New to Sly Flourish? Start Here!
by Mike on 6 September 2021
This article was updated from the original posted September 2017.
Prepare what matters to our game.
That's the core mantra of Return of the Lazy Dungeon Master. It's an easy statement to say but can be hard to appreciate and implement. Where should we focus our time? What should we toss aside? What tools provide the most value for a flexible game? The answer to these questions vary between DMs but we are likely to find some common ground.
Let's look at tools. What tools help us best run our best D&D games?
If you prefer a video, check out my Tools of the Lazy Dungeon Master YouTube video.
"When art critics get together they talk about form and structure and meaning. When artists get together they talk about where we can buy cheap turpentine."
- Pablo Picasso
Here's a quick summary of the tools described in this article.
When we consider the tools we want on hand to run our D&D games, it helps to know how these tools serve us. Most importantly, these tools should help us improvise as the game moves in directions we didn't expect. The more flexible the tools, the more they'll help us run a fun and fluid game. The tools in this article all fit the ideal of flexibility.
It's rare to find a DM who isn't completely in love with index cards. They're probably the cheapest and most powerful physical tool in our toolkit. We can use index cards for all kinds of things and here are just a few:
Here's my YouTube video on the value of index cards for D&D for more.
The list goes on and on. Grab a pack of a thousand for about $7 and you're good for a long time.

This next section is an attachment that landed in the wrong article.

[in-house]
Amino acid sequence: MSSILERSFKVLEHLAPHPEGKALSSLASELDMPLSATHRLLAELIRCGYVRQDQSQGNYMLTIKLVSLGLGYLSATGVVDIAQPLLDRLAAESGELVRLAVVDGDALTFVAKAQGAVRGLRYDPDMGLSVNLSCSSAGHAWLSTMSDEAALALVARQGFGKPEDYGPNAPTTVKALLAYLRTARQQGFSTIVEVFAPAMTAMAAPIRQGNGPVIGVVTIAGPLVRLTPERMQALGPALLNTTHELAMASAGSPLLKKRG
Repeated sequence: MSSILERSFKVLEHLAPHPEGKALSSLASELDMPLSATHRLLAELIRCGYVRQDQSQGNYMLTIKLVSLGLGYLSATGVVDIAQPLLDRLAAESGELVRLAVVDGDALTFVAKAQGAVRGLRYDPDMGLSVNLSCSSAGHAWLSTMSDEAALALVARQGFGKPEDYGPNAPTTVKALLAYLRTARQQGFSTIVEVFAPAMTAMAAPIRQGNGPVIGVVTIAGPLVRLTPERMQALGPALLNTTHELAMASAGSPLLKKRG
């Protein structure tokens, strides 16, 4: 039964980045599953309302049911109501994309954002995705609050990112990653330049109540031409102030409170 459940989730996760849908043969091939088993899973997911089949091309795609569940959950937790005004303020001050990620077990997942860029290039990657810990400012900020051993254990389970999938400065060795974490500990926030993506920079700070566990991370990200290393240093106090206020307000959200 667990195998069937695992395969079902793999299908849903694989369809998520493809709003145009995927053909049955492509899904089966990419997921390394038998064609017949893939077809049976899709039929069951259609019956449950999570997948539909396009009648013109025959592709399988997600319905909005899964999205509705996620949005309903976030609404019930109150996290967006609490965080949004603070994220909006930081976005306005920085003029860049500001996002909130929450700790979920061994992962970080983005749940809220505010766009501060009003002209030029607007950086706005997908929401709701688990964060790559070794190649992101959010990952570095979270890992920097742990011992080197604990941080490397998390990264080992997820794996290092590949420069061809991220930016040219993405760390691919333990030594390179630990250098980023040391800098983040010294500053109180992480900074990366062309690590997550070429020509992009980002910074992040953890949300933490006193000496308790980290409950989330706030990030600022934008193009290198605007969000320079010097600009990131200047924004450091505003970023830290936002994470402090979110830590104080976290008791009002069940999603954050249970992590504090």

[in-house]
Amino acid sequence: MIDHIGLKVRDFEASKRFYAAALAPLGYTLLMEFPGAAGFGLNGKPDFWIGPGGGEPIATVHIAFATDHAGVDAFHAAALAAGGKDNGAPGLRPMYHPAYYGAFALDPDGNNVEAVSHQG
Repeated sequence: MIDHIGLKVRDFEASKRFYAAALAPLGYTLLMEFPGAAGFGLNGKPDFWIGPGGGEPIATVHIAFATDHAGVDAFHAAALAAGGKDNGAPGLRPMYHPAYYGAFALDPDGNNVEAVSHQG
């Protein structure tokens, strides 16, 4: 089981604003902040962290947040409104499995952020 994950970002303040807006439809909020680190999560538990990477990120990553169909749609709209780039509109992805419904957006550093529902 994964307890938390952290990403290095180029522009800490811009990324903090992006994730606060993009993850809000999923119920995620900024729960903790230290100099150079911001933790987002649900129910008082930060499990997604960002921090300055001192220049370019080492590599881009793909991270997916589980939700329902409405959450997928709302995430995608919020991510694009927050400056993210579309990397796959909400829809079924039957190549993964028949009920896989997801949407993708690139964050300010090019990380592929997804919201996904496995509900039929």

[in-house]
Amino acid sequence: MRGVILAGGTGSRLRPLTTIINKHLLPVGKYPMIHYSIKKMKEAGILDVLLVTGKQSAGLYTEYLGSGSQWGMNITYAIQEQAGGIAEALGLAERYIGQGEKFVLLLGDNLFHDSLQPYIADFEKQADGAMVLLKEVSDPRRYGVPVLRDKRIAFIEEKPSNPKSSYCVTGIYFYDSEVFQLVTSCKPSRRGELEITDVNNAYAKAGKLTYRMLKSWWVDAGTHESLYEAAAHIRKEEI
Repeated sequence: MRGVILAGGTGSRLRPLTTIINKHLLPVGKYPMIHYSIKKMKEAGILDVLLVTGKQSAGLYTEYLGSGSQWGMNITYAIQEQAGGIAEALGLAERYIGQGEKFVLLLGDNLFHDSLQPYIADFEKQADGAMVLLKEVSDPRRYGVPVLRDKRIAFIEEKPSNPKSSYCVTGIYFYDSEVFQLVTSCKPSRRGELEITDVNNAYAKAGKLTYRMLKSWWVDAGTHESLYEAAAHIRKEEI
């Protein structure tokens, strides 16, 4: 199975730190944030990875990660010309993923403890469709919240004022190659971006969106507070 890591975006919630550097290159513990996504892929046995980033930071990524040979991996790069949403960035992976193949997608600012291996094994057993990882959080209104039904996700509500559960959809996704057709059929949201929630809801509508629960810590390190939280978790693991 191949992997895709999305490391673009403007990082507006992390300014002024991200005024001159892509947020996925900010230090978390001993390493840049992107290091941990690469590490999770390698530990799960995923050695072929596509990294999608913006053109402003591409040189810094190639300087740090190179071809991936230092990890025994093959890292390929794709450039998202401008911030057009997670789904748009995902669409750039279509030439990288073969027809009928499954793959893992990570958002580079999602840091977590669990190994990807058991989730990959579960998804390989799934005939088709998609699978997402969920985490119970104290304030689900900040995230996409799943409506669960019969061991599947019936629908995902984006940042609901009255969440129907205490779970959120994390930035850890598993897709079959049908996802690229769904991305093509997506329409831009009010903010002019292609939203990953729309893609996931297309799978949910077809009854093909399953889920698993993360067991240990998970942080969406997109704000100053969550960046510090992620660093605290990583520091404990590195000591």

For more than a decade the humble Pathfinder Flip Mat serves well at my table. You can use wet or dry erase markers on it and fold it up and stick it in your DM kit. For it's size, weight, cost, and flexibility it's an amazing value. Drawing maps is the obvious use for a flip mat but there's a lot more we can do with it. Like index cards we can draw all sorts of things on it including isometric or side-view maps, zones for abstract combat, initiative lists, weird symbols the characters see, and more.
Laying the Pathfinder Flip Mat in front of you is like having a horizontal white board you can use throughout your whole game. It's an amazing and versatile tool for D&D games.
I've built dozens of different cheat sheets over the years and the current Lazy DM's Cheat Sheet is my favorite. Print it out on nice copper resume paper, cut it down a bit, and laminate it and you have an awesome dry-erasable board on one side and a host of improvisational tools on the other.
I designed the Lazy DM's Workbook to be your improvisational companion sitting by your side when running D&D games. The Workbook contains several useful tools to help you run games including:
This short book, best purchased in print or even spiral bound at a local printer, is a fantastic resource to help you improvise and run your games.
Inkwell Ideas sells an assortment of NPC face cards you can use to show your players when they run into an NPC. Along with random names, face cards like this are a great way to improvise NPCs. When the characters enter a bar and you want to highlight a particular patron, flip through the deck and find the first one that makes sense. Drop them on the table and you have a new visual representation of that NPC.